On September 14, 2018, Carpenter Community BancFund, LP and Carpenter Community BancFund-A, LP (collectively, the “Carpenter Funds”), then the largest shareholders the Company, sold all of their equity interest in the Company to several investors, including Patriot (the “Carpenter Disposition Transactions”). Due to restrictions on the percentage of voting securities that could be acquired by Patriot under applicable regulations and guidance from the Board of Governors of the Federal Reserve System, our Board of Directors determined to facilitate the Carpenter Funds’ orderly disposition of its equity interest in the Company by issuing non-voting securities to the Carpenter Funds for the purpose of selling the non-voting securities to Patriot. As a result, on September 14, 2018, immediately prior to the Carpenter Funds’ disposition of its equity interest in the Company, we entered into an Exchange Agreement with the Carpenter Funds, pursuant to which we issued 1,467,155 shares of our Series A Preferred Stock to the Carpenter Funds in exchange for 1,467,155 shares of our common stock. Shares of the Series A Preferred Stock have substantially the same rights, preferences and privileges as shares of our common stock, except that holders of Series A Preferred Stock are not entitled to vote on any matter other than where required under California law and each share of Series A Preferred Stock has a liquidation preference of $0.0001 per share over our common stock.

37



In connection with the Carpenter Disposition Transactions, we also entered into an Investor Rights Agreement and Registration Rights Agreement, each dated September 14, 2018, with Patriot.

38



REPORT OF THE AUDIT COMMITTEE
Role and Responsibilities of Audit Committee
Management is responsible for the preparation, presentation and integrity of the Company’s financial statements, internal controls and financial reporting process and the procedures designed to assure compliance with accounting standards and applicable laws and regulations. The Company’s independent registered public accounting firm, RSM US LLP (“RSM”), is responsible for auditing the financial statements and for expressing an opinion as to whether the financial statements present fairly the consolidated financial position, results of operations, and cash flows of the Company in conformity with generally accepted accounting principles in the United States.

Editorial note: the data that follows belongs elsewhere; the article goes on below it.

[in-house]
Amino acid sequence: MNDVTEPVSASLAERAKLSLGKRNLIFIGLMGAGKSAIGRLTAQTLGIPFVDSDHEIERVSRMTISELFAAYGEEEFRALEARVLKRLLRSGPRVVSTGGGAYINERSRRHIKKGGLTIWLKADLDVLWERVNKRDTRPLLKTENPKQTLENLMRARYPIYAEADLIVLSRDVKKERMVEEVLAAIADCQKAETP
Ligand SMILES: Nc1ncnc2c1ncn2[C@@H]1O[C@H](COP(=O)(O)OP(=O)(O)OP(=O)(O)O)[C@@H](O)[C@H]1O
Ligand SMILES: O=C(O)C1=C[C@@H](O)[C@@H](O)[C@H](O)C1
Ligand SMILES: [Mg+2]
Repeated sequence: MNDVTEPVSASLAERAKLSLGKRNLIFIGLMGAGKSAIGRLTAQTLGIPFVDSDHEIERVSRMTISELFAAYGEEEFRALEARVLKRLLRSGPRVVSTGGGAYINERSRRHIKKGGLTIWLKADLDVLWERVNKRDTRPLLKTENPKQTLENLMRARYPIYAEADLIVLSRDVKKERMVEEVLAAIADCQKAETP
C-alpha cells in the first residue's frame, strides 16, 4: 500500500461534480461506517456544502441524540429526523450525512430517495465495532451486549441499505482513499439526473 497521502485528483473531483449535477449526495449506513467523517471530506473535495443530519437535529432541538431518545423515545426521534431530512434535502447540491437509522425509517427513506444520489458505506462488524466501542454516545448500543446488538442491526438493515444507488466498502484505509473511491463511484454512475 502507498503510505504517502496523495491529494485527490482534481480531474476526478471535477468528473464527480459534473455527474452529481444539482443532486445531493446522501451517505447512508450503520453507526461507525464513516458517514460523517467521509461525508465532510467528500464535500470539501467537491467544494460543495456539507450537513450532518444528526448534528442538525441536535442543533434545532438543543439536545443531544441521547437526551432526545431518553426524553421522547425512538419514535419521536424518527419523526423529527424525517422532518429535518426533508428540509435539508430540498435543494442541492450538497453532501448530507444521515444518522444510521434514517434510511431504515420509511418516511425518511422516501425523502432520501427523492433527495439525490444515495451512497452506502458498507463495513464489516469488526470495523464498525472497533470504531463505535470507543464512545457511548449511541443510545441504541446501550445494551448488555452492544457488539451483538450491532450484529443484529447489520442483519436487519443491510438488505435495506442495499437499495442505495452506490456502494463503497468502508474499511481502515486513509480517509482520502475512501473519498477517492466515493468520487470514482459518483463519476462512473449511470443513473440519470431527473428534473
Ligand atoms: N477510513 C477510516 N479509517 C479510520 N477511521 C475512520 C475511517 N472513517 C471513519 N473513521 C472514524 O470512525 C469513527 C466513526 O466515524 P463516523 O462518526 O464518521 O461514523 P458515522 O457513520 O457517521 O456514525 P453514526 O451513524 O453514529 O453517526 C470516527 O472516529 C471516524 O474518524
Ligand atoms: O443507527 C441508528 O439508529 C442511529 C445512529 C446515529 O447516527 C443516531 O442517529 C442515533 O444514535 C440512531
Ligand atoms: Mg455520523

By contrast the Audit Committee’s duty is one of oversight as set forth in its Charter. It is not the duty of the Audit Committee to prepare the financial statements, to plan or conduct audits, or to determine that the financial statements are complete and accurate and are in accordance with generally accepted accounting principles. The members of the Audit Committee are not professionally engaged in the practice of accounting and none of the Audit Committee members is, and none of them represents himself to be, performing the functions of auditors or accountants for the Company. Accordingly, the members of the Audit Committee may rely, and have relied, without independent verification, on the information provided to them and on the representations made by management and RSM. Additionally, the Audit Committee’s oversight does not provide an independent basis to determine that management has maintained appropriate accounting and financial reporting principles or appropriate internal controls and procedures designed to assure compliance with accounting standards and applicable laws and regulations. ”